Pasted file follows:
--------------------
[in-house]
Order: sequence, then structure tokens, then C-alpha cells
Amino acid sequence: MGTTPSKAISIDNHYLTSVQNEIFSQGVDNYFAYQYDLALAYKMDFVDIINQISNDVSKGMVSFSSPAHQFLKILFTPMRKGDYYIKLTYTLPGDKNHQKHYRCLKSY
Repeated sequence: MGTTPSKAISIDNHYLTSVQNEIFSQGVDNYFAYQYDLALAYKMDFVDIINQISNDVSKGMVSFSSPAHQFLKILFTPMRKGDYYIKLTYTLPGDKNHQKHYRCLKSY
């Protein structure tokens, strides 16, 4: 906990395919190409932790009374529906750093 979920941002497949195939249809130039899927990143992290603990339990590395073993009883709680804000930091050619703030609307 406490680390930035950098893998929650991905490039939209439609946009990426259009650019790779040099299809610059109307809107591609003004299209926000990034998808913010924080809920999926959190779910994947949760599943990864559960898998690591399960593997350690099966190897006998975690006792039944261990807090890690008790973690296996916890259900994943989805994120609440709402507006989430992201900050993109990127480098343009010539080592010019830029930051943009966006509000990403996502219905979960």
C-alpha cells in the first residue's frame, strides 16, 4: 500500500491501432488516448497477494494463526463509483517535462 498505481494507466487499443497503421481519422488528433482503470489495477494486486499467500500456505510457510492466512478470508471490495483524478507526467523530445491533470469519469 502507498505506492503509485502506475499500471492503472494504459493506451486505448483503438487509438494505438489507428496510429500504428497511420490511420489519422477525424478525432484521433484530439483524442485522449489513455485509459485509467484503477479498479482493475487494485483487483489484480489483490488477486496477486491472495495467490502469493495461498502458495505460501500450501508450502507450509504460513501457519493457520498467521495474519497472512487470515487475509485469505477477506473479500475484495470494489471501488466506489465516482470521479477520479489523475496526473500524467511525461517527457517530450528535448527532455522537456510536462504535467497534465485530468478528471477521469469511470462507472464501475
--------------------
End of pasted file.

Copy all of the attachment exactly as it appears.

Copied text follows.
[in-house]
Order: sequence, then structure tokens, then C-alpha cells
Amino acid sequence: MGTTPSKAISIDNHYLTSVQNEIFSQGVDNYFAYQYDLALAYKMDFVDIINQISNDVSKGMVSFSSPAHQFLKILFTPMRKGDYYIKLTYTLPGDKNHQKHYRCLKSY
Repeated sequence: MGTTPSKAISIDNHYLTSVQNEIFSQGVDNYFAYQYDLALAYKMDFVDIINQISNDVSKGMVSFSSPAHQFLKILFTPMRKGDYYIKLTYTLPGDKNHQKHYRCLKSY
């Protein structure tokens, strides 16, 4: 906990395919190409932790009374529906750093 979920941002497949195939249809130039899927990143992290603990339990590395073993009883709680804000930091050619703030609307 406490680390930035950098893998929650991905490039939209439609946009990426259009650019790779040099299809610059109307809107591609003004299209926000990034998808913010924080809920999926959190779910994947949760599943990864559960898998690591399960593997350690099966190897006998975690006792039944261990807090890690008790973690296996916890259900994943989805994120609440709402507006989430992201900050993109990127480098343009010539080592010019830029930051943009966006509000990403996502219905979960």
C-alpha cells in the first residue's frame, strides 16, 4: 500500500491501432488516448497477494494463526463509483517535462 498505481494507466487499443497503421481519422488528433482503470489495477494486486499467500500456505510457510492466512478470508471490495483524478507526467523530445491533470469519469 502507498505506492503509485502506475499500471492503472494504459493506451486505448483503438487509438494505438489507428496510429500504428497511420490511420489519422477525424478525432484521433484530439483524442485522449489513455485509459485509467484503477479498479482493475487494485483487483489484480489483490488477486496477486491472495495467490502469493495461498502458495505460501500450501508450502507450509504460513501457519493457520498467521495474519497472512487470515487475509485469505477477506473479500475484495470494489471501488466506489465516482470521479477520479489523475496526473500524467511525461517527457517530450528535448527532455522537456510536462504535467497534465485530468478528471477521469469511470462507472464501475